I made mention in the last blog entry about my slight fetish for keeping my bikes clean, and as expected one or two of my twelve regular readers noted that they felt differently than I about keeping their machines clean. I suppose if I kept bikes a long time I might be less fastidious about their condition. No, wait, I wouldn't. I put 30,000 miles on my '92 BMW R100RT and it was showroom clean the day I sold to the first buyer who looked at it.
That's usually how it works for me when I sell a bike. Maybe a call or two or an e-mail or two, always one idiot low ball offer via e-mail, but then someone comes to look and typically buys the bike because it is exactly what I portrayed it to be: A spotlessly clean, well maintained bike. People like to buy clean bikes.
|Kaw 1600 replaces the 900|
As I spent some hours washing and detailing the Kaw 900 and then the Kaw 1600 after I bought it, I pondered the "Why?" of my regular bike cleaning efforts. I know in part it's because of how I was raised.
My parents are of German decent and instilled in their four sons the Teutonic notion of maintaining valuable possessions. Those things cost real money, money usually earned by hard work and sweat, and to let something deteriorate was to disrespect the value of your own work and to waste money. Beyond that, cleanliness for my folks really was next to Godliness. Mom grew up on the Oklahoma prairie and later in the farming country of Central California. It was a hard life and they didn't have a lot, but she tells me that my grandmother's Saturday cleaning motto was "Just because we're poor doesn't mean we have to be dirty."
I confess that I'm not the clean vehicle fanatic to the extent my dear old dad was nor can I clean house as well as Mom could. I make a good effort but it's one of those areas where I'll never be as good as I should be. There are other areas like that in my life but I'll spare you the true confessions.
|Dear ol Dad at work.|
Whenever I saw an unfamiliar car show up in our driveway on a Friday night I knew my Saturday plans were out the window. I knew come Saturday morning there would be no sleeping in, no motorcycle ride, I'd be working in the driveway with Dad, washing and waxing and detailing that car until it shone like a new penny and that was always an all day project.
I hated it, I hated the detailing work, especially cars that had belonged to smokers, those were the worst. I learned about the power of Turtle Wax, 409 cleaner in a bucket of water, and removing chrome knobs from dashboards to scrub each one with an old toothbrush until they looked new again. I learned little things like how to mix and match hubcaps so the car looked it's best on the side the potential buyer saw first. Yeah, Dad was clever, never dishonest, but he was a salesman all the way. He knew how to make people start to want a car just by seeing it.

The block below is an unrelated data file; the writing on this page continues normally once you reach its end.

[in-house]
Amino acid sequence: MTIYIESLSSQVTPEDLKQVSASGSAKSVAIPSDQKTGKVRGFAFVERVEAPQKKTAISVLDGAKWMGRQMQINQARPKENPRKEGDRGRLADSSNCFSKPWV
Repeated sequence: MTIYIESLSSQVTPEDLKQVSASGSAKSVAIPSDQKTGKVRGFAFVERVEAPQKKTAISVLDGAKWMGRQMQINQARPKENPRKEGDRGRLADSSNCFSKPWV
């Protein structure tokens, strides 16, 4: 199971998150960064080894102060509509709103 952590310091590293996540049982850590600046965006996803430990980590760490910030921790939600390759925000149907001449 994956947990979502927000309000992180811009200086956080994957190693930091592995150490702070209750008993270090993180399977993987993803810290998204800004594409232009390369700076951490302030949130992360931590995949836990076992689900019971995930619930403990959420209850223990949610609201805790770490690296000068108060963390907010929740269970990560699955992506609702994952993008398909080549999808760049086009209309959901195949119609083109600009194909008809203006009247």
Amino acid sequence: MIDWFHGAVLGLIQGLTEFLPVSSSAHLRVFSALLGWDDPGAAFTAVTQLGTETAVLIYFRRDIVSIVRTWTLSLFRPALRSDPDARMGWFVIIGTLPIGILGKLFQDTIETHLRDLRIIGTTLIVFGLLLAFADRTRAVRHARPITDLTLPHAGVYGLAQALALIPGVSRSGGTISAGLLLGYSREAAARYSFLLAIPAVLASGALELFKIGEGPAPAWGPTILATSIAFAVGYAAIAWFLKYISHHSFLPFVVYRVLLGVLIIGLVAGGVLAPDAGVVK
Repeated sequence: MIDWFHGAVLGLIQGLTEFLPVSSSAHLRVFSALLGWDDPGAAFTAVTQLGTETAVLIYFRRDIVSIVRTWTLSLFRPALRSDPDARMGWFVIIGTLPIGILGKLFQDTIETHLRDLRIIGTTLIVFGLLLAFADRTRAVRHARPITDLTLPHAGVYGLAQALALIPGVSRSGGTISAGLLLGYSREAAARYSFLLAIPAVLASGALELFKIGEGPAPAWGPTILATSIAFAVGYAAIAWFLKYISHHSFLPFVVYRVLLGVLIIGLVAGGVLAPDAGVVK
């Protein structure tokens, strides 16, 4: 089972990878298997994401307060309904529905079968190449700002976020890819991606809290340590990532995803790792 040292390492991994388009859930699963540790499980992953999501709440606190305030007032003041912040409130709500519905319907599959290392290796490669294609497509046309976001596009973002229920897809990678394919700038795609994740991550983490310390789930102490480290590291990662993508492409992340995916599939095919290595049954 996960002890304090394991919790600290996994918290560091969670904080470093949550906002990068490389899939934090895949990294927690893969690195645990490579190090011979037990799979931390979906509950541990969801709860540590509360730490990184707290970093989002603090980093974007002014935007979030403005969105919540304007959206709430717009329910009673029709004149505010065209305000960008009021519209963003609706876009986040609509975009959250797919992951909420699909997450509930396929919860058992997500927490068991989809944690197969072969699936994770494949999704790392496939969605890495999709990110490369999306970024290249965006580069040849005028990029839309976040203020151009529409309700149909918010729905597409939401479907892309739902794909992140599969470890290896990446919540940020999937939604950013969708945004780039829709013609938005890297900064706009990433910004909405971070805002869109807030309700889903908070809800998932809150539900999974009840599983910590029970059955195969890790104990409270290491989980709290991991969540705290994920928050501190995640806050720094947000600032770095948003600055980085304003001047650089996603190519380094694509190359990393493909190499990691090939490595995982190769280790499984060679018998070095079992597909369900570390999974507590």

It wasn't just the outside of the car that was gone over, but the full interior, trunk, and under the hood. No pressure washers in our driveway, either, a garden hose, "elbow grease", and German work ethic were our only power tools until Dad splurged one day and bought a buffing wheel for his electric drill. Engines were de-greased with gasoline, not Gunk Engine Cleaner, gasoline was much cheaper. Generations of driveway mechanics have cleaned parts with gasoline despite the risks. These days I use Gunk.
Dad could afford to lavish the time and energy on an older vehicle that the dealer couldn't afford to because Dad didn't have to pay his detailer...me. I had the temerity once to ask him to be paid for my work. He looked up from polishing the big, chrome front bumper on an early '60s Ford and asked in reply "Are you planning on eating dinner tonight?" That was that. My three brothers (we're rather spread out in age) all experienced the same sort of "training" in their teens. To this day it's a sin to show up at a family event driving a dirty car.
After the cleaning was done the car would be put up for sale and normally, within a few days, it was gone and with a nice profit. Car salesmen don't get rich and a couple of hundred dollars extra in the kitty went a long ways. It still does, now that I think about it.
Down through the years I've not always kept my cars clean, I had some that I disliked and treated accordingly. Dad would frown when he saw them and tell me "I raised you better than that." But bikes were a different matter, the thought of taking poor care of a motorcycle would have been, and still is, unthinkable. Even my motocross bikes were thoroughly cleaned before being serviced for the next week's racing. Just because they were scratched and bashed doesn't mean they had to stay dirty. A bike wasn't just expensive, it was a motorcycle, a special vehicle in it's own right regardless of it's value.
Owning a bike doesn't make anyone a better person or a more special person but the bike does, whether we like it or not, make a statement about it's owner. Rat bike owners are making a statement about themselves as "characters" and I can respect that, really. But if I bought a rat bike it would slowly migrate back to a clean bike that shines. It wouldn't even be a conscious decision on my part, it would just happen slowly as the monthly cleanings rolled by and I'd wind up with a clean, shiny rat bike.
I've rarely had a difficult time selling bikes. The bikes look so good, despite whatever miles I've put on them, that it usually shows in the pictures and most often the bike is sold to the first person who shows up to see it. They know a clean, well maintained machine when they see it and who wants to buy a beater bike if they don't have to?